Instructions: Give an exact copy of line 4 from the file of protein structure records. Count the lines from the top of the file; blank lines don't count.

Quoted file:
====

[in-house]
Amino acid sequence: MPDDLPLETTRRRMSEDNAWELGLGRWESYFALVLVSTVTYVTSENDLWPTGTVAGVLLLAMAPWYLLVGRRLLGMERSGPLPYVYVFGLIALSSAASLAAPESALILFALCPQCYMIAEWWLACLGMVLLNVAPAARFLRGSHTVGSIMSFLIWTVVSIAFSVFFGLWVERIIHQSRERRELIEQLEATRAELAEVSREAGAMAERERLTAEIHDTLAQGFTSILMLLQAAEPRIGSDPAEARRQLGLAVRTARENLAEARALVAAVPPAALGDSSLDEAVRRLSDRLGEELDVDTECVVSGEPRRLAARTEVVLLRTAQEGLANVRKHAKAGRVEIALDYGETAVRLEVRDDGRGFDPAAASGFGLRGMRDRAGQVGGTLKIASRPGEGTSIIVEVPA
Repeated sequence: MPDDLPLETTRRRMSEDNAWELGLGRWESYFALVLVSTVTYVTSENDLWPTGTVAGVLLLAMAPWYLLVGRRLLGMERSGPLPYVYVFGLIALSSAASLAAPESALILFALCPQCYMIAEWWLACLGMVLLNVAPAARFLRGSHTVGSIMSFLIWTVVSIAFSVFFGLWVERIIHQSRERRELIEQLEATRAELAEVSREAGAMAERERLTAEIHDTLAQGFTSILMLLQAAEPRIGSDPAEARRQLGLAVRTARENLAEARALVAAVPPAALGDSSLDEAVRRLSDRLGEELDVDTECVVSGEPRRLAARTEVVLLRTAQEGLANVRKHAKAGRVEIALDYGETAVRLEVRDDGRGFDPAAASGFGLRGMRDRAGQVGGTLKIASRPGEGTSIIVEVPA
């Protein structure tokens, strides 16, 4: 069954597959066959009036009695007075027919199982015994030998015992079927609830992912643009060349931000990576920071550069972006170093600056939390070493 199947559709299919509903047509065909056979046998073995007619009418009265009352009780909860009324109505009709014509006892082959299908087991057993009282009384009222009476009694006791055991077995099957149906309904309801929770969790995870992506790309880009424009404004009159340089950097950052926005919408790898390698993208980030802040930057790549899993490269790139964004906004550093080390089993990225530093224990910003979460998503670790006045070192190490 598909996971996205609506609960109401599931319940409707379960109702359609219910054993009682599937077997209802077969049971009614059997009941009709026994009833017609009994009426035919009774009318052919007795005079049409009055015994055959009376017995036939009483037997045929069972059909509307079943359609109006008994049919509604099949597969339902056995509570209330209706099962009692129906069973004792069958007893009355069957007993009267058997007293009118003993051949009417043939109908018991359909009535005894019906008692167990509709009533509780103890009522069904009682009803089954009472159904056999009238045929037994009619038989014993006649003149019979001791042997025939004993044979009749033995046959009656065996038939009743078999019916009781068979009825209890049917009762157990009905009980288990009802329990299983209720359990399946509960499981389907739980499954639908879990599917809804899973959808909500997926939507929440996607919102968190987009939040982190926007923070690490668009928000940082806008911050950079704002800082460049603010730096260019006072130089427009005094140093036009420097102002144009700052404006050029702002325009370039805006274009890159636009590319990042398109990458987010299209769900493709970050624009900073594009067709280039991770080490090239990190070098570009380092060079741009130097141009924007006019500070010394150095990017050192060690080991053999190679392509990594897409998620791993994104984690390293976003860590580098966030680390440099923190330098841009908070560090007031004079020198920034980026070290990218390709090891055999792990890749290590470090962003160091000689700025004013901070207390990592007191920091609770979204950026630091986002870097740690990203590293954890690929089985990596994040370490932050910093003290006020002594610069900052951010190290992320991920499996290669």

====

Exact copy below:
């Protein structure tokens, strides 16, 4: 069954597959066959009036009695007075027919199982015994030998015992079927609830992912643009060349931000990576920071550069972006170093600056939390070493 199947559709299919509903047509065909056979046998073995007619009418009265009352009780909860009324109505009709014509006892082959299908087991057993009282009384009222009476009694006791055991077995099957149906309904309801929770969790995870992506790309880009424009404004009159340089950097950052926005919408790898390698993208980030802040930057790549899993490269790139964004906004550093080390089993990225530093224990910003979460998503670790006045070192190490 598909996971996205609506609960109401599931319940409707379960109702359609219910054993009682599937077997209802077969049971009614059997009941009709026994009833017609009994009426035919009774009318052919007795005079049409009055015994055959009376017995036939009483037997045929069972059909509307079943359609109006008994049919509604099949597969339902056995509570209330209706099962009692129906069973004792069958007893009355069957007993009267058997007293009118003993051949009417043939109908018991359909009535005894019906008692167990509709009533509780103890009522069904009682009803089954009472159904056999009238045929037994009619038989014993006649003149019979001791042997025939004993044979009749033995046959009656065996038939009743078999019916009781068979009825209890049917009762157990009905009980288990009802329990299983209720359990399946509960499981389907739980499954639908879990599917809804899973959808909500997926939507929440996607919102968190987009939040982190926007923070690490668009928000940082806008911050950079704002800082460049603010730096260019006072130089427009005094140093036009420097102002144009700052404006050029702002325009370039805006274009890159636009590319990042398109990458987010299209769900493709970050624009900073594009067709280039991770080490090239990190070098570009380092060079741009130097141009924007006019500070010394150095990017050192060690080991053999190679392509990594897409998620791993994104984690390293976003860590580098966030680390440099923190330098841009908070560090007031004079020198920034980026070290990218390709090891055999792990890749290590470090962003160091000689700025004013901070207390990592007191920091609770979204950026630091986002870097740690990203590293954890690929089985990596994040370490932050910093003290006020002594610069900052951010190290992320991920499996290669």